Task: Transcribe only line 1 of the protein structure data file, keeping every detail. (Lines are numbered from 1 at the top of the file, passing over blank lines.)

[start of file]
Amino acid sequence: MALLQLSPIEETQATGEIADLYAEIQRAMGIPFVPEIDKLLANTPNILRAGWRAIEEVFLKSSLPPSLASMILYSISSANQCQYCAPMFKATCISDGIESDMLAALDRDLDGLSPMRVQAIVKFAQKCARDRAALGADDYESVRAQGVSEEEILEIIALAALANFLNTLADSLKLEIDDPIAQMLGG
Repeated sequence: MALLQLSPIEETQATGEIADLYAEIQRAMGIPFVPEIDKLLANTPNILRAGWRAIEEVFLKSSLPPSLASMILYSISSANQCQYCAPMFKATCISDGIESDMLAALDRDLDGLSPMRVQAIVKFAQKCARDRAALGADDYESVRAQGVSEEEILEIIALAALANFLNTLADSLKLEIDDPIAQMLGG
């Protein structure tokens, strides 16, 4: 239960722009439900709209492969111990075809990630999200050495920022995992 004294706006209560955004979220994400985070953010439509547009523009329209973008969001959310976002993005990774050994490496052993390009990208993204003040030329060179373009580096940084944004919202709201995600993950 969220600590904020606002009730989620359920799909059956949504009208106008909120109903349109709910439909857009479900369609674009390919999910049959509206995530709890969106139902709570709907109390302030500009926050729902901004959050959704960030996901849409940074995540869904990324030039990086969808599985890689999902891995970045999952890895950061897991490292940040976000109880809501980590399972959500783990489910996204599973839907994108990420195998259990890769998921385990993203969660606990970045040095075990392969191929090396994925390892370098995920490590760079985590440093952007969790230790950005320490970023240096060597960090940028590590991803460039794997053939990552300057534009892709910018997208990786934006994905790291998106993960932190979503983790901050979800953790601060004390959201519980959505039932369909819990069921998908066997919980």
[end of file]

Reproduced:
Amino acid sequence: MALLQLSPIEETQATGEIADLYAEIQRAMGIPFVPEIDKLLANTPNILRAGWRAIEEVFLKSSLPPSLASMILYSISSANQCQYCAPMFKATCISDGIESDMLAALDRDLDGLSPMRVQAIVKFAQKCARDRAALGADDYESVRAQGVSEEEILEIIALAALANFLNTLADSLKLEIDDPIAQMLGG